‘Everything on the table’ for processing asylum seekers, says top civil servant
The Home Office’s top civil servant has said “everything is on the table” as he repeatedly refused to deny reports that the Government has considered processing asylum seekers on a remote UK territory in the Atlantic Ocean.
The department’s permanent secretary Matthew Rycroft also refused to answer direct questions on whether disused ferries could be turned into processing centres.
It follows reports the Government has looked at processing asylum seeker claims on Ascension Island, some 4,000 miles from the UK, or on ferries moored off the coast.
Giving evidence to the Commons Public Accounts Committee on Thursday, Mr Rycroft refused to confirm if Ascension Island was being considered as a “serious suggestion” – despite being asked four times.
When committee chairman Meg Hillier asked Mr Rycroft: “Was this really a serious suggestion?”, he replied: “The civil service is here to give ministers impartial, fearless, honest, expert, independent advice and that is what we do. And the system works when we do that in private.”
Pressing Mr Rycroft further, Ms Hillier said the idea was “in the realms of cloud cuckoo land”, asking the permanent secretary once more to confirm if time was spent “investigating something where you couldn’t even land aircraft”.
He replied: “What I can confirm is that the civil service has been responding to ministers’ questions about how other countries deal with what is a global issue – migration.
“We have been leaving no stone unturned in doing that. We’ve been looking at what a whole host of other countries do in order to bring innovation into our own system. No decisions have been taken.
“No final proposals have been put to ministers or to anyone else.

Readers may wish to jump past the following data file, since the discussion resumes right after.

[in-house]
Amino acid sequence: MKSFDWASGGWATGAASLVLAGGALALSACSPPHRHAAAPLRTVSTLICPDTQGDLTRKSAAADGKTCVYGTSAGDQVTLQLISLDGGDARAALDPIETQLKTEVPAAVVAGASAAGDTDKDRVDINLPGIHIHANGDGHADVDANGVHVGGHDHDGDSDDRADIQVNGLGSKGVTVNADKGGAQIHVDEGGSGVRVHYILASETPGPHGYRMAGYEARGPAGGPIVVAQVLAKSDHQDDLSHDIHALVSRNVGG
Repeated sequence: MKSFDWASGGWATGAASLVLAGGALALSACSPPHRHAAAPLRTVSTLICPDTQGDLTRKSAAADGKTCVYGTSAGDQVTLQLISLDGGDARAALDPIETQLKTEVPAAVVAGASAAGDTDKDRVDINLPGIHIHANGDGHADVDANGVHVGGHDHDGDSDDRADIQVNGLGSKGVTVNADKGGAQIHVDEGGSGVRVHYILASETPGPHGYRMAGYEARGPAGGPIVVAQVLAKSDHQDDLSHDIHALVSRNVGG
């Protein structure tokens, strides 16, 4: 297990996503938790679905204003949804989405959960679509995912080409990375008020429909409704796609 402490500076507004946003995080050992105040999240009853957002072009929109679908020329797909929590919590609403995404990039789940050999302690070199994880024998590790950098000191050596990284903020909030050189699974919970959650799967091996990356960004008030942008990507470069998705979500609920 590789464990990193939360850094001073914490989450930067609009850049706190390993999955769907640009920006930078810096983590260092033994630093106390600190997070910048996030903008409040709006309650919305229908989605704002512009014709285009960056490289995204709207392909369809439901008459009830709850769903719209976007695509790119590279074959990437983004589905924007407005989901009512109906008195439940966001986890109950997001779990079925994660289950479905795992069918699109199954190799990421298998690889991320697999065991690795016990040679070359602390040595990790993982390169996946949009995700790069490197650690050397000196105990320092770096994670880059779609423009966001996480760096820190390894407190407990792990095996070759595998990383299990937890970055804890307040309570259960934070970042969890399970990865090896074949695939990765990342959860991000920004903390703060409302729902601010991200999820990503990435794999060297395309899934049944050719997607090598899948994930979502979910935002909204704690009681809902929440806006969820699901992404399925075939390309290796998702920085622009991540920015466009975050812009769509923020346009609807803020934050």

“This is in the realm of the brainstorming stage of a future policy and, I think as ministers have said in the House, everything is on the table, and so it should be at this stage of the policy-making process.”
Labour MP Ms Hillier then asked Mr Rycroft if any further offshore proposals had been discussed, adding: “In your professional opinion, Mr Rycroft, is putting people on old ferries offshore an improvement to our asylum accommodation system?”
He responded that “no decision has been taken”, while adding that the department was considering its options and responding to ministers’ requests to do so.
Mr Rycroft told the committee that the Cabinet Office has launched an investigation into the leaks on ideas of how to process asylum seekers.
According to The Times, Number 10 is considering buying retired ferries and converting the vessels into processing centres to house asylum seekers off the UK coast.
The newspaper also reported the Home Office discussed moving migrants to decommissioned oil platforms in the North Sea for processing, but the idea was rejected.
In a version of the Australian “offshore” model, asylum seekers could also be sent to detention centres in Papua New Guinea, Moldova, or Morocco, The Guardian said.
It claimed leaked documents had revealed Downing Street had asked officials to look into the matter, but was met with “pushback” from the Foreign, Commonwealth and Development Office.
It comes amid controversy over a proposal discussed in the Home Office that asylum seekers could be processed on British overseas territory Ascension Island.
The idea reportedly being considered within Priti Patel’s department was dismissed on Wednesday as an unfeasible, “logistical nightmare” by a member of the Ascension Island Council, Alan Nicholls.
Meanwhile, Labour’s shadow home secretary Nick Thomas-Symonds said: “The Tories are lurching from one inhumane and impractical idea to another.
“The idea of sending people to Ascension Island, creating waves in the English Channel to wash boats back and buying ferries and oil rigs to process asylum claims shows the Government has lost control and all sense of compassion.”
Ms Patel has vowed to stop migrants making the perilous journey across the English Channel in small boats amid record numbers of crossings.
The proposal further reflects the influence of Australia – which has controversially used offshore processing and detention centres for asylum seekers since the 1980s – on the UK’s immigration and asylum policy.